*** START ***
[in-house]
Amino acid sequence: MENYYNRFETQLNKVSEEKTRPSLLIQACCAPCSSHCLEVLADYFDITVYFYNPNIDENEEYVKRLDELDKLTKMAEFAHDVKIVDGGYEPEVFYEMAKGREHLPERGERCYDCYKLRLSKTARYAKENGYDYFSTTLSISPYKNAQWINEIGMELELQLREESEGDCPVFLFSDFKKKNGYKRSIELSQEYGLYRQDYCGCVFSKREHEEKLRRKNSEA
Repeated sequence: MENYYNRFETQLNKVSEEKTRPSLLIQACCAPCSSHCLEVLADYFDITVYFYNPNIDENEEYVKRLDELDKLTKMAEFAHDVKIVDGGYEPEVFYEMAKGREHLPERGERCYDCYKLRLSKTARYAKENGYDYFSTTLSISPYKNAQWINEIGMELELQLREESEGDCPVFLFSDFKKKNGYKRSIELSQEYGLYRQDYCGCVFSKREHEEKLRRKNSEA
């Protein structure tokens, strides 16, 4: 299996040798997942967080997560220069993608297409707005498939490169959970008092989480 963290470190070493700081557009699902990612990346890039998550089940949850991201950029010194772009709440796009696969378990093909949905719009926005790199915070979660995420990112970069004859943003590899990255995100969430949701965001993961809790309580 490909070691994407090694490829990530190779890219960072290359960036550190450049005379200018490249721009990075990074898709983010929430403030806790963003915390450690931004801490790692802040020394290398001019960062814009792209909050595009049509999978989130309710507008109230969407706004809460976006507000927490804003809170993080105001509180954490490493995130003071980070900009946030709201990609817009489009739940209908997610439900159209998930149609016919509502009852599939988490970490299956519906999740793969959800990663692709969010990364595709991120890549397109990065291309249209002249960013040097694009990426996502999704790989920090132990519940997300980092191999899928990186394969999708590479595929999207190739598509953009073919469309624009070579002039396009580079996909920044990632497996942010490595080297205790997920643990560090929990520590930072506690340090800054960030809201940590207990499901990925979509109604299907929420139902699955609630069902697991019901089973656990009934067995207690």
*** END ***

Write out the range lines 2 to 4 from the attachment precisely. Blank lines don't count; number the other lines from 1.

Amino acid sequence: MENYYNRFETQLNKVSEEKTRPSLLIQACCAPCSSHCLEVLADYFDITVYFYNPNIDENEEYVKRLDELDKLTKMAEFAHDVKIVDGGYEPEVFYEMAKGREHLPERGERCYDCYKLRLSKTARYAKENGYDYFSTTLSISPYKNAQWINEIGMELELQLREESEGDCPVFLFSDFKKKNGYKRSIELSQEYGLYRQDYCGCVFSKREHEEKLRRKNSEA
Repeated sequence: MENYYNRFETQLNKVSEEKTRPSLLIQACCAPCSSHCLEVLADYFDITVYFYNPNIDENEEYVKRLDELDKLTKMAEFAHDVKIVDGGYEPEVFYEMAKGREHLPERGERCYDCYKLRLSKTARYAKENGYDYFSTTLSISPYKNAQWINEIGMELELQLREESEGDCPVFLFSDFKKKNGYKRSIELSQEYGLYRQDYCGCVFSKREHEEKLRRKNSEA
């Protein structure tokens, strides 16, 4: 299996040798997942967080997560220069993608297409707005498939490169959970008092989480 963290470190070493700081557009699902990612990346890039998550089940949850991201950029010194772009709440796009696969378990093909949905719009926005790199915070979660995420990112970069004859943003590899990255995100969430949701965001993961809790309580 490909070691994407090694490829990530190779890219960072290359960036550190450049005379200018490249721009990075990074898709983010929430403030806790963003915390450690931004801490790692802040020394290398001019960062814009792209909050595009049509999978989130309710507008109230969407706004809460976006507000927490804003809170993080105001509180954490490493995130003071980070900009946030709201990609817009489009739940209908997610439900159209998930149609016919509502009852599939988490970490299956519906999740793969959800990663692709969010990364595709991120890549397109990065291309249209002249960013040097694009990426996502999704790989920090132990519940997300980092191999899928990186394969999708590479595929999207190739598509953009073919469309624009070579002039396009580079996909920044990632497996942010490595080297205790997920643990560090929990520590930072506690340090800054960030809201940590207990499901990925979509109604299907929420139902699955609630069902697991019901089973656990009934067995207690």